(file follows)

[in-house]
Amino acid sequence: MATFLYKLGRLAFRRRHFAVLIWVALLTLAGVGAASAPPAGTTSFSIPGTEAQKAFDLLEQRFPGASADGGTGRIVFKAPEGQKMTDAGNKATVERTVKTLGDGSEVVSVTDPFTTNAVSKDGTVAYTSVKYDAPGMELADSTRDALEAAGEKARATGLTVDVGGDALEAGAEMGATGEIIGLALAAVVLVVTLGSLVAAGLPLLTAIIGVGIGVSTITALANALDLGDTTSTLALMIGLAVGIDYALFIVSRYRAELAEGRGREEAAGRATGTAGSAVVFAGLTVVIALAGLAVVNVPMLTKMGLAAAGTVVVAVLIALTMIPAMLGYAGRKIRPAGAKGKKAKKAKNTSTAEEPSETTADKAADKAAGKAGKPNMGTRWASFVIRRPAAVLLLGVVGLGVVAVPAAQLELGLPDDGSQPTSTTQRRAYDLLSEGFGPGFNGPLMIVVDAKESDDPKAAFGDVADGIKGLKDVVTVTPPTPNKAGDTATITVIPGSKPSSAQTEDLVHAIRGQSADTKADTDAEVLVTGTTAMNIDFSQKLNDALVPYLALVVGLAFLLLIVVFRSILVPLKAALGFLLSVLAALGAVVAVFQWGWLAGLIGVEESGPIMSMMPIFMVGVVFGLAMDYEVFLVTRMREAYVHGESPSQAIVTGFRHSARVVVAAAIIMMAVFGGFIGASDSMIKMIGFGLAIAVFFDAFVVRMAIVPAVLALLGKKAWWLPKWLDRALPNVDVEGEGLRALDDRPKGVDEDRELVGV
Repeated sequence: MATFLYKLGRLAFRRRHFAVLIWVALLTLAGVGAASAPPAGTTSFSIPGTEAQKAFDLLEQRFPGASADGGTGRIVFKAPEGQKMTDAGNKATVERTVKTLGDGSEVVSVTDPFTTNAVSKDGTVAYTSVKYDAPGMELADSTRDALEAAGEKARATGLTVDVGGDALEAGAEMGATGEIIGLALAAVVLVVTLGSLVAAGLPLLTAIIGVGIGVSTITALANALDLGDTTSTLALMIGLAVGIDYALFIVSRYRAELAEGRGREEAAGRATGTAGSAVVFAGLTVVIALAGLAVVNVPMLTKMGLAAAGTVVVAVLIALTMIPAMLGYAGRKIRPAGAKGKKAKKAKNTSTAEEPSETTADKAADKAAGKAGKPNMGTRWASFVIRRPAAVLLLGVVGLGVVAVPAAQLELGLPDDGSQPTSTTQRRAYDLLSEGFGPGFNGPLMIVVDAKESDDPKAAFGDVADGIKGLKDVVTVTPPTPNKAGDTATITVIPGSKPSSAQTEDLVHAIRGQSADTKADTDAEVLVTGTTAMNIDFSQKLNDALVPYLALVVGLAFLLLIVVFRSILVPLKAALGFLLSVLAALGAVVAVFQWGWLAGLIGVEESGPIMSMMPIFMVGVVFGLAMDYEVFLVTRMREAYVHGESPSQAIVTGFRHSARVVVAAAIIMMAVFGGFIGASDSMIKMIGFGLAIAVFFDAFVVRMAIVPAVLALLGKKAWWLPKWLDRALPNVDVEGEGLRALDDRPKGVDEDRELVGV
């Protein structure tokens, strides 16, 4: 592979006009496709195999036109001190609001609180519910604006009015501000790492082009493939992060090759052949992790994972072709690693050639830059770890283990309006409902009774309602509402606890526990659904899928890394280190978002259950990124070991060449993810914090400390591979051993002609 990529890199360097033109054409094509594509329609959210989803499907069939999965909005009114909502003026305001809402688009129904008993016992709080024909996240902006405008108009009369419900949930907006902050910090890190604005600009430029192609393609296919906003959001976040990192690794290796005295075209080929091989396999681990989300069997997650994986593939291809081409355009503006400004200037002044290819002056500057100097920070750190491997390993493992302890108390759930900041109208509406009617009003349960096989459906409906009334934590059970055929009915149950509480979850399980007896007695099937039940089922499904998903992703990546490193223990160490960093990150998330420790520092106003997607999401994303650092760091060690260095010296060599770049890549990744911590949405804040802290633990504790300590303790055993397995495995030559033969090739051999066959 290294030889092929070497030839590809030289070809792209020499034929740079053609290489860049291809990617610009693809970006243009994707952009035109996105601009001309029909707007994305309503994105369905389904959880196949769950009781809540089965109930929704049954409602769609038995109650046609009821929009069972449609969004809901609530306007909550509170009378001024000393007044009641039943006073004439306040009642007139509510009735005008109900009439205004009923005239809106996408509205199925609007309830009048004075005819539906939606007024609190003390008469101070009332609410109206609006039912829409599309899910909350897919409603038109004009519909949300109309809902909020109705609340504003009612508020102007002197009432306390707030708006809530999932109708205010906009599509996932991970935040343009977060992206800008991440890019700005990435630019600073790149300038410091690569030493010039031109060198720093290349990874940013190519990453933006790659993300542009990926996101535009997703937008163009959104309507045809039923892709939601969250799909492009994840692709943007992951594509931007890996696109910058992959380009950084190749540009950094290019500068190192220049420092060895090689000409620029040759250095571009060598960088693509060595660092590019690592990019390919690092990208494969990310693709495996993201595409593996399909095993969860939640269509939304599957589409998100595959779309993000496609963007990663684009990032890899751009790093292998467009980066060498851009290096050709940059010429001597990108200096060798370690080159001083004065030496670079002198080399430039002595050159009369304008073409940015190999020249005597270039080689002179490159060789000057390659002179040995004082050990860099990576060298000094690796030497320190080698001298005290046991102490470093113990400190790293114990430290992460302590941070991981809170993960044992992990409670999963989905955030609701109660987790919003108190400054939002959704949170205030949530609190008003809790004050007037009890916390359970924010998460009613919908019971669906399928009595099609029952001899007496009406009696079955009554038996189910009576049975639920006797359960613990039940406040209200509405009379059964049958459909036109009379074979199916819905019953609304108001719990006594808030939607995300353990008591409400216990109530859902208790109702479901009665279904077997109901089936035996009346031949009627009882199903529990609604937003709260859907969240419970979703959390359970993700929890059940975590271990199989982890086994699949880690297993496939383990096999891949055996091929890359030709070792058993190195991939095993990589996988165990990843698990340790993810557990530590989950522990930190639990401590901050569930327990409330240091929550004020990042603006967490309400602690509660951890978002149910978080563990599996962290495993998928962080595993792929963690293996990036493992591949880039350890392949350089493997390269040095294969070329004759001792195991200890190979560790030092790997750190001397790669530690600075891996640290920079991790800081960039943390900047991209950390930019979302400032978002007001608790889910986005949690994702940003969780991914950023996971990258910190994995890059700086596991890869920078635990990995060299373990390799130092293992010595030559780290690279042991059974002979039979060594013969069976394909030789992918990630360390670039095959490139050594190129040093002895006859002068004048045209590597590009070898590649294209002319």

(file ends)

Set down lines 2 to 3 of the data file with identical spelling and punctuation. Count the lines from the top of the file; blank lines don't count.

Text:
Amino acid sequence: MATFLYKLGRLAFRRRHFAVLIWVALLTLAGVGAASAPPAGTTSFSIPGTEAQKAFDLLEQRFPGASADGGTGRIVFKAPEGQKMTDAGNKATVERTVKTLGDGSEVVSVTDPFTTNAVSKDGTVAYTSVKYDAPGMELADSTRDALEAAGEKARATGLTVDVGGDALEAGAEMGATGEIIGLALAAVVLVVTLGSLVAAGLPLLTAIIGVGIGVSTITALANALDLGDTTSTLALMIGLAVGIDYALFIVSRYRAELAEGRGREEAAGRATGTAGSAVVFAGLTVVIALAGLAVVNVPMLTKMGLAAAGTVVVAVLIALTMIPAMLGYAGRKIRPAGAKGKKAKKAKNTSTAEEPSETTADKAADKAAGKAGKPNMGTRWASFVIRRPAAVLLLGVVGLGVVAVPAAQLELGLPDDGSQPTSTTQRRAYDLLSEGFGPGFNGPLMIVVDAKESDDPKAAFGDVADGIKGLKDVVTVTPPTPNKAGDTATITVIPGSKPSSAQTEDLVHAIRGQSADTKADTDAEVLVTGTTAMNIDFSQKLNDALVPYLALVVGLAFLLLIVVFRSILVPLKAALGFLLSVLAALGAVVAVFQWGWLAGLIGVEESGPIMSMMPIFMVGVVFGLAMDYEVFLVTRMREAYVHGESPSQAIVTGFRHSARVVVAAAIIMMAVFGGFIGASDSMIKMIGFGLAIAVFFDAFVVRMAIVPAVLALLGKKAWWLPKWLDRALPNVDVEGEGLRALDDRPKGVDEDRELVGV
Repeated sequence: MATFLYKLGRLAFRRRHFAVLIWVALLTLAGVGAASAPPAGTTSFSIPGTEAQKAFDLLEQRFPGASADGGTGRIVFKAPEGQKMTDAGNKATVERTVKTLGDGSEVVSVTDPFTTNAVSKDGTVAYTSVKYDAPGMELADSTRDALEAAGEKARATGLTVDVGGDALEAGAEMGATGEIIGLALAAVVLVVTLGSLVAAGLPLLTAIIGVGIGVSTITALANALDLGDTTSTLALMIGLAVGIDYALFIVSRYRAELAEGRGREEAAGRATGTAGSAVVFAGLTVVIALAGLAVVNVPMLTKMGLAAAGTVVVAVLIALTMIPAMLGYAGRKIRPAGAKGKKAKKAKNTSTAEEPSETTADKAADKAAGKAGKPNMGTRWASFVIRRPAAVLLLGVVGLGVVAVPAAQLELGLPDDGSQPTSTTQRRAYDLLSEGFGPGFNGPLMIVVDAKESDDPKAAFGDVADGIKGLKDVVTVTPPTPNKAGDTATITVIPGSKPSSAQTEDLVHAIRGQSADTKADTDAEVLVTGTTAMNIDFSQKLNDALVPYLALVVGLAFLLLIVVFRSILVPLKAALGFLLSVLAALGAVVAVFQWGWLAGLIGVEESGPIMSMMPIFMVGVVFGLAMDYEVFLVTRMREAYVHGESPSQAIVTGFRHSARVVVAAAIIMMAVFGGFIGASDSMIKMIGFGLAIAVFFDAFVVRMAIVPAVLALLGKKAWWLPKWLDRALPNVDVEGEGLRALDDRPKGVDEDRELVGV